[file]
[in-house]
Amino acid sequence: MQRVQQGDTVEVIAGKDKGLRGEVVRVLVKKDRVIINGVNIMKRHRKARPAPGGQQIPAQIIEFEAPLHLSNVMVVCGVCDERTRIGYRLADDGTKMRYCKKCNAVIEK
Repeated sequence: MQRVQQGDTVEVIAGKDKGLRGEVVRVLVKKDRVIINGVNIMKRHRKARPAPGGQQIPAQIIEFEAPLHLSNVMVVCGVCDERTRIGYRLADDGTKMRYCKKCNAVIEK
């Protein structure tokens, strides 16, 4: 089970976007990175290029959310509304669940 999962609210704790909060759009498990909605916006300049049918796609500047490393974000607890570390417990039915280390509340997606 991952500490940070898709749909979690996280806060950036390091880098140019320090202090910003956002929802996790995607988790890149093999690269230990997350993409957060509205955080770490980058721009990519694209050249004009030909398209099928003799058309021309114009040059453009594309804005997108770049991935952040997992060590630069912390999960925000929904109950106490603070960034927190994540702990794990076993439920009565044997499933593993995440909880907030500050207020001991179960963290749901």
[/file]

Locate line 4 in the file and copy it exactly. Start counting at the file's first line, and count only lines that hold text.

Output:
């Protein structure tokens, strides 16, 4: 089970976007990175290029959310509304669940 999962609210704790909060759009498990909605916006300049049918796609500047490393974000607890570390417990039915280390509340997606 991952500490940070898709749909979690996280806060950036390091880098140019320090202090910003956002929802996790995607988790890149093999690269230990997350993409957060509205955080770490980058721009990519694209050249004009030909398209099928003799058309021309114009040059453009594309804005997108770049991935952040997992060590630069912390999960925000929904109950106490603070960034927190994540702990794990076993439920009565044997499933593993995440909880907030500050207020001991179960963290749901």